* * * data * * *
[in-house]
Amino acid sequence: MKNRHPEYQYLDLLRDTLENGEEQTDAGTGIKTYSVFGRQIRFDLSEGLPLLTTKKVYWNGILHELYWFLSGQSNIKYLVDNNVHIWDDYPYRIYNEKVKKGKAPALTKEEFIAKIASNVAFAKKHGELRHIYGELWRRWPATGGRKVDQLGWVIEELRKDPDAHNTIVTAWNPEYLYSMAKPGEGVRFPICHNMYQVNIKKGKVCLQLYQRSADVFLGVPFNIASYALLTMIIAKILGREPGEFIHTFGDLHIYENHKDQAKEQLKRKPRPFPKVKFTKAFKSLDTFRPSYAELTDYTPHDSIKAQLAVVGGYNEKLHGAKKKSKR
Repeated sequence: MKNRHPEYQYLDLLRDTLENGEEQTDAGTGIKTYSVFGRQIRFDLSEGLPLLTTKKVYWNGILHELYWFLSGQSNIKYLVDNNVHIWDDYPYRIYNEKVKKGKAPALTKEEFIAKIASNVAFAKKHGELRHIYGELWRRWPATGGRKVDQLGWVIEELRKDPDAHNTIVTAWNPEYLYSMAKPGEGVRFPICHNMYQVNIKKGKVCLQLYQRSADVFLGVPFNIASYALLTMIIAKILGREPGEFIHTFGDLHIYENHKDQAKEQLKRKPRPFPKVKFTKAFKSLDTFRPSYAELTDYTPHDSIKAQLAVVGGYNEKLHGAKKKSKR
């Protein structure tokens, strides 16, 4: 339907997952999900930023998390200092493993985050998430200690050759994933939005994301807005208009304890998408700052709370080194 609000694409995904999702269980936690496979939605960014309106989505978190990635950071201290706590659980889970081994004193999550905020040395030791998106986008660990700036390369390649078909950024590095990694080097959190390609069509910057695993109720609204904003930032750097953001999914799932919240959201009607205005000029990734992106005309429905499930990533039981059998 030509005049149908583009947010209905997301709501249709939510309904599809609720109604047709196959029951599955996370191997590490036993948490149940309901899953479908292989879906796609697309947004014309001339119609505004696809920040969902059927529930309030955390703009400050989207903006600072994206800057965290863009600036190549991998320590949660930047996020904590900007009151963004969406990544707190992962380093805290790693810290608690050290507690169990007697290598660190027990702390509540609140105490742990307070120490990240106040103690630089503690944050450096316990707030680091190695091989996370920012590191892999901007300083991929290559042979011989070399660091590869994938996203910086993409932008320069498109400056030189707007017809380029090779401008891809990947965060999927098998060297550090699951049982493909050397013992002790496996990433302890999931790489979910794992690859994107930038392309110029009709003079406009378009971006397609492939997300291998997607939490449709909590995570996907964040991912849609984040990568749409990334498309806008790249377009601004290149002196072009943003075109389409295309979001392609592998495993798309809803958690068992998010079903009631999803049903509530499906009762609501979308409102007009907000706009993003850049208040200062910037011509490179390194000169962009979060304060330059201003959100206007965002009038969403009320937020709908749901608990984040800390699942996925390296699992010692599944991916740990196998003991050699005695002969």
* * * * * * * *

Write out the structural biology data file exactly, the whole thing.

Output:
[in-house]
Amino acid sequence: MKNRHPEYQYLDLLRDTLENGEEQTDAGTGIKTYSVFGRQIRFDLSEGLPLLTTKKVYWNGILHELYWFLSGQSNIKYLVDNNVHIWDDYPYRIYNEKVKKGKAPALTKEEFIAKIASNVAFAKKHGELRHIYGELWRRWPATGGRKVDQLGWVIEELRKDPDAHNTIVTAWNPEYLYSMAKPGEGVRFPICHNMYQVNIKKGKVCLQLYQRSADVFLGVPFNIASYALLTMIIAKILGREPGEFIHTFGDLHIYENHKDQAKEQLKRKPRPFPKVKFTKAFKSLDTFRPSYAELTDYTPHDSIKAQLAVVGGYNEKLHGAKKKSKR
Repeated sequence: MKNRHPEYQYLDLLRDTLENGEEQTDAGTGIKTYSVFGRQIRFDLSEGLPLLTTKKVYWNGILHELYWFLSGQSNIKYLVDNNVHIWDDYPYRIYNEKVKKGKAPALTKEEFIAKIASNVAFAKKHGELRHIYGELWRRWPATGGRKVDQLGWVIEELRKDPDAHNTIVTAWNPEYLYSMAKPGEGVRFPICHNMYQVNIKKGKVCLQLYQRSADVFLGVPFNIASYALLTMIIAKILGREPGEFIHTFGDLHIYENHKDQAKEQLKRKPRPFPKVKFTKAFKSLDTFRPSYAELTDYTPHDSIKAQLAVVGGYNEKLHGAKKKSKR
């Protein structure tokens, strides 16, 4: 339907997952999900930023998390200092493993985050998430200690050759994933939005994301807005208009304890998408700052709370080194 609000694409995904999702269980936690496979939605960014309106989505978190990635950071201290706590659980889970081994004193999550905020040395030791998106986008660990700036390369390649078909950024590095990694080097959190390609069509910057695993109720609204904003930032750097953001999914799932919240959201009607205005000029990734992106005309429905499930990533039981059998 030509005049149908583009947010209905997301709501249709939510309904599809609720109604047709196959029951599955996370191997590490036993948490149940309901899953479908292989879906796609697309947004014309001339119609505004696809920040969902059927529930309030955390703009400050989207903006600072994206800057965290863009600036190549991998320590949660930047996020904590900007009151963004969406990544707190992962380093805290790693810290608690050290507690169990007697290598660190027990702390509540609140105490742990307070120490990240106040103690630089503690944050450096316990707030680091190695091989996370920012590191892999901007300083991929290559042979011989070399660091590869994938996203910086993409932008320069498109400056030189707007017809380029090779401008891809990947965060999927098998060297550090699951049982493909050397013992002790496996990433302890999931790489979910794992690859994107930038392309110029009709003079406009378009971006397609492939997300291998997607939490449709909590995570996907964040991912849609984040990568749409990334498309806008790249377009601004290149002196072009943003075109389409295309979001392609592998495993798309809803958690068992998010079903009631999803049903509530499906009762609501979308409102007009907000706009993003850049208040200062910037011509490179390194000169962009979060304060330059201003959100206007965002009038969403009320937020709908749901608990984040800390699942996925390296699992010692599944991916740990196998003991050699005695002969």